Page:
Dan: So that is where the $80 billion is going?

Patti: Exactly. To put the amount into context, the IRS’s proposed budget for fiscal year 2022 was approximately $12 billion with an additional $1.2 billion being requested. This $80 billion increase over the next decade would enable the IRS to catch up technologically and also to enhance its examination resources.

Toward the end of 2020, the Treasury Inspector General for Tax Administration, or TIGTA, issued three reports that illustrate for us this whole tax gap problem.

First, some of the wealthiest individual taxpayers have not filed their returns or paid the tax estimated to be due based on information returns that have been provided to them. The IRS has not had the resources to go after each of these individuals, and thus has left billions of dollars on the table.

Next, the TIGTA issued a report on large corporate audits, finding a 47% “no-change” rate for cases where the revenue agent has spent more than 200 hours of time auditing those companies. That’s a lot of time invested for no real tax result.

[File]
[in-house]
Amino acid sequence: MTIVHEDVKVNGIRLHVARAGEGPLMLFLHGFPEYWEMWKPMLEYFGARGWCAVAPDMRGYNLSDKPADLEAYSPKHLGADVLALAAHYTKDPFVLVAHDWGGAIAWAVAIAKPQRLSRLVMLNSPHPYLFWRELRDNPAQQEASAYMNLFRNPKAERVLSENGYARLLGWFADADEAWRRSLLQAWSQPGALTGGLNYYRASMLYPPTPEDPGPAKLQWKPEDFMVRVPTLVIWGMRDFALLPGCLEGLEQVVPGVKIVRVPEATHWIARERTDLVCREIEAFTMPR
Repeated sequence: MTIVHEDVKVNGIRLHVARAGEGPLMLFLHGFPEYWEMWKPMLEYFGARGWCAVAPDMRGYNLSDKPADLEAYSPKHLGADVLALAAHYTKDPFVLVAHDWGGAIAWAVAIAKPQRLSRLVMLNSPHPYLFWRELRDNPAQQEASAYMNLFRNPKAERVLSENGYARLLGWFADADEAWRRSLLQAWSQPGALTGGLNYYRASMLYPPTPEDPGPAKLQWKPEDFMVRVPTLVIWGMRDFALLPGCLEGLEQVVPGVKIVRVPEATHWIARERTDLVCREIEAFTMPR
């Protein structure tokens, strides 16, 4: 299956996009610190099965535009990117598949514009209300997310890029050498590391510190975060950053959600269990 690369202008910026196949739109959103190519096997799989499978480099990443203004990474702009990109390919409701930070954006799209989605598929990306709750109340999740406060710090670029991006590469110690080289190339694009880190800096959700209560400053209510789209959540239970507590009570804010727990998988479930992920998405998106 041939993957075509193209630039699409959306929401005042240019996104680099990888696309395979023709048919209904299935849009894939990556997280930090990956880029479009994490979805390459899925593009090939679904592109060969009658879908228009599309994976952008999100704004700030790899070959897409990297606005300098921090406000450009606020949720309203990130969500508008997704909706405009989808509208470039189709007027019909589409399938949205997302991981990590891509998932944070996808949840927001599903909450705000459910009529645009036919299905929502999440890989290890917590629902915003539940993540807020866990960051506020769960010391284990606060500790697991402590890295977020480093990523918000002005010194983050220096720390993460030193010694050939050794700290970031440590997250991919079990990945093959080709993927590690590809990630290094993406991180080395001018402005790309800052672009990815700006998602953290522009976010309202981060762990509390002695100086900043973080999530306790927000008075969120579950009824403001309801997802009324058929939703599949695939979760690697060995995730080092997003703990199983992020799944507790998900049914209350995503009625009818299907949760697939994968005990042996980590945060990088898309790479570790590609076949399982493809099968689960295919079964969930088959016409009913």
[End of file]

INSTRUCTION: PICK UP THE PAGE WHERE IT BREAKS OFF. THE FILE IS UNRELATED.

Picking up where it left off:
A third report describes the lack of transparency involving opaque sources of income, and that would include partnerships and transactions using virtual currency.

With that as context, the IRS commissioner recently testified to the Senate Finance Committee and stated that he believes that the tax gap is likely $1 trillion per year—pretty significant.

Dan: Absolutely, that is significant. Some huge numbers involved there. So, Alina, in your experience as a former IRS attorney, how do you expect the IRS is going to use this $80 billion in new funding?

Alina Solodchikova: Well, additional funding would be dedicated to hiring, training and deploying auditors to focus on complex investigations of large corporations, partnerships and global high wealth individuals. Also, the IRS would spend additional funding on improving technology it uses in its enforcement efforts. An example would be upgrading software that analyzes characteristics of tax returns and flags them for examinations.

Dan: So, assuming it’s approved, once those enforcement capabilities are enhanced, what exactly should taxpayers expect?